Why Students Approved a New Fee to Expand Health Services at MSU
A largely student effort that led to passage of a referendum to expand Missouri State University’s Taylor Health and Wellness Center will offer more space and additional services for the school’s roughly 23,000 students, faculty and staff, retirees and their dependents.
President Clif Smart says the current facility, which has been the same size and in the same location for nearly 40 years, is woefully inadequate.
“Our students got together, researched this, and proposed a referendum which would essentially result in tearing down the current Taylor Health clinic and building a new, four-story clinic on the same space, which will offer expanded service like a women’s center and much more privacy and many more rooms. And we ought to be able to provide great medical care, primarily to our students, but also faculty and staff when that building’s done,” Smart says.
Nearly 4,000 students voted during homecoming week on the proposal, with over 80 percent approving it. Upon completion of the new facility in late 2017, a continuous $29 per semester student fee will go into effect.
According to Smart, state statute prohibits the school from imposing an across-the-board student fee beyond inflation or without a student vote. He adds that the operating budget did not allow for such a renovation. So in the end, students essentially voted to tax themselves.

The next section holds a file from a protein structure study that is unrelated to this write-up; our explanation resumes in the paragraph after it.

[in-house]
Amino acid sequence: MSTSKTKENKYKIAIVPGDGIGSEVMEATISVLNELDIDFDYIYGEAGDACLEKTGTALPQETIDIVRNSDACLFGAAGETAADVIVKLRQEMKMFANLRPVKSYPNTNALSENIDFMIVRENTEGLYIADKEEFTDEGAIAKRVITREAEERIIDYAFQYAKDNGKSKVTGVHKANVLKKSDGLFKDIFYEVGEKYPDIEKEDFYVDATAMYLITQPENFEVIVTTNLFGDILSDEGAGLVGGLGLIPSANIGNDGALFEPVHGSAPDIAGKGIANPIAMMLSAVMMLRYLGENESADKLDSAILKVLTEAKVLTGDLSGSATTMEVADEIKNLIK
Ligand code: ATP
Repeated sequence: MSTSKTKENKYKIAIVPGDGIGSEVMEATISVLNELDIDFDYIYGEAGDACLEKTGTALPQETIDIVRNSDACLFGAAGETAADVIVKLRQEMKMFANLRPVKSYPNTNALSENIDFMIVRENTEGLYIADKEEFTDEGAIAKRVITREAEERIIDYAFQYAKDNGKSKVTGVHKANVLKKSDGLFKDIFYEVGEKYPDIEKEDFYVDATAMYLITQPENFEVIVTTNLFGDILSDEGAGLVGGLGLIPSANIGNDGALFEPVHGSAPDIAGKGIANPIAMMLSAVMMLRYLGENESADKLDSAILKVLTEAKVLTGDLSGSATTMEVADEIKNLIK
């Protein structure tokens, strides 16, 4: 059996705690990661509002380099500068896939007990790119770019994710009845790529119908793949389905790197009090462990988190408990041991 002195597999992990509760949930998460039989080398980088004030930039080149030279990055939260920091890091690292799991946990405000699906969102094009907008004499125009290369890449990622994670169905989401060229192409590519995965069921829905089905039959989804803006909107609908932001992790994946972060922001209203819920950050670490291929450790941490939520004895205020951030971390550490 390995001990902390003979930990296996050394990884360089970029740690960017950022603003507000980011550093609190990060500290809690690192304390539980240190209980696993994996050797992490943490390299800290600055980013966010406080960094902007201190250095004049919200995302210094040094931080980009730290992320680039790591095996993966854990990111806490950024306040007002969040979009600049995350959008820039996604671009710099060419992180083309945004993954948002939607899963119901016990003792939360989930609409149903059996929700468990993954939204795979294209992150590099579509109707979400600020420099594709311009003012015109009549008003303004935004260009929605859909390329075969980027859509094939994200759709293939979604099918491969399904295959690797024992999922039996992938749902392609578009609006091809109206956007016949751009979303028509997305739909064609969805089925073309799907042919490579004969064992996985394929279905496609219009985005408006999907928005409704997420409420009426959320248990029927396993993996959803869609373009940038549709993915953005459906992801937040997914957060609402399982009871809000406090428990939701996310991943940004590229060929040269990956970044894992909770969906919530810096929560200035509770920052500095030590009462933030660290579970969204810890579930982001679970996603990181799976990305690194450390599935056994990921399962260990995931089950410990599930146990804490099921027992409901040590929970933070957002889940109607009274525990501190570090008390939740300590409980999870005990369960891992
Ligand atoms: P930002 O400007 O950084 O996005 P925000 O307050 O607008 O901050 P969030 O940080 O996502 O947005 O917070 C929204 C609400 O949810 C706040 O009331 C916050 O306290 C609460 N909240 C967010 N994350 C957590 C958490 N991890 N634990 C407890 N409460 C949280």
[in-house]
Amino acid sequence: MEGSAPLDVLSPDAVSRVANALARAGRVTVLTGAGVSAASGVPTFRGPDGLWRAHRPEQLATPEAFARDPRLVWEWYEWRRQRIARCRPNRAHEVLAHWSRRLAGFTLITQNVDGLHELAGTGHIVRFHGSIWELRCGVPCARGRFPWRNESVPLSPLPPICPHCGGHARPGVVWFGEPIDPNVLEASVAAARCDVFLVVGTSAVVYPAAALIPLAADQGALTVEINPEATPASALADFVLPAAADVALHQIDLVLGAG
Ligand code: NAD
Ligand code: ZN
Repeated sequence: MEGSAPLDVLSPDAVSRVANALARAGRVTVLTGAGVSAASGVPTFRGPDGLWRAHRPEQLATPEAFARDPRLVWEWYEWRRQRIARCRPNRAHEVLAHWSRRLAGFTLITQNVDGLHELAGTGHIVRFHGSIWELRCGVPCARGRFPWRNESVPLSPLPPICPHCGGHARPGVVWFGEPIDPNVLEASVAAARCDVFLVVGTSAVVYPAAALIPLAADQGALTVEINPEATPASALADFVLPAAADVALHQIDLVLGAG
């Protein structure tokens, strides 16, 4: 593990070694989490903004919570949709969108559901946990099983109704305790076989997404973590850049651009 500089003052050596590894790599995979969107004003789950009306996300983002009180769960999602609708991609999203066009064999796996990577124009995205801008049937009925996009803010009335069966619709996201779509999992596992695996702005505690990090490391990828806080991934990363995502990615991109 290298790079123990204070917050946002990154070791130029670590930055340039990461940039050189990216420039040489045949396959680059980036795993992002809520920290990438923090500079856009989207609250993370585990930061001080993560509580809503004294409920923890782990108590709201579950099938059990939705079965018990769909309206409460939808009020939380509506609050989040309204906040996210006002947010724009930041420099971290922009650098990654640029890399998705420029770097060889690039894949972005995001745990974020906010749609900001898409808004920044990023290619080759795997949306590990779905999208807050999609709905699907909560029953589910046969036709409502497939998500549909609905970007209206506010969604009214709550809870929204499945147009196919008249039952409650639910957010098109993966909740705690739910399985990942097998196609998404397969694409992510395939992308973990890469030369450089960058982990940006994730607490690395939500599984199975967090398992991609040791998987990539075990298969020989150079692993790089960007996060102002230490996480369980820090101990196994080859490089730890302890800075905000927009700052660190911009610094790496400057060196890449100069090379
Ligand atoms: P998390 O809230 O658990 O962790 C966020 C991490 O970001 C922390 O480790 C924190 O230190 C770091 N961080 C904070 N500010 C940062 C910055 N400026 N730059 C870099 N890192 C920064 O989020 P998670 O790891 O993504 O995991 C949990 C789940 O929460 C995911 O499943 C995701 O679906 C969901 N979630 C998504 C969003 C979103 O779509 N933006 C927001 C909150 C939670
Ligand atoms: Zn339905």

“And so the students took it upon themselves to say, ‘Look, we don’t want to wait for an appropriation. That could be decades. We need this facility now.’”
Passage of the Health and Wellness Center referendum comes just two years after students also passed the BEAR fee, or a $50 per semester charge to upgrade athletic facilities on campus. By the time the $29 fee is enacted, it’ll be about four years since the BEAR fee went into effect.
Smart says the university is hesitant to support multiple fees within a short amount of time. MSU’s role in this process was limited to providing background information regarding how much the fee would need to be in order to fund the project. However, the promotion was left up to the students.
Now that the fee has been approved, Smart says the benefits should be vast, noting that safety is among the top concerns of prospective students and their parents.
“To have a brand new state-of-the art health building staffed with a wide variety of health professionals is a good thing both in recruiting new students and providing the kind of services students expect.”
MSU's tentative plans during construction are to temporarily move health services to the basement of Monroe Apartments and also into a modular building or buildings, if necessary.
Above, hear our entire conversation with President Smart, as part of KSMU's monthly program Engaging the Community.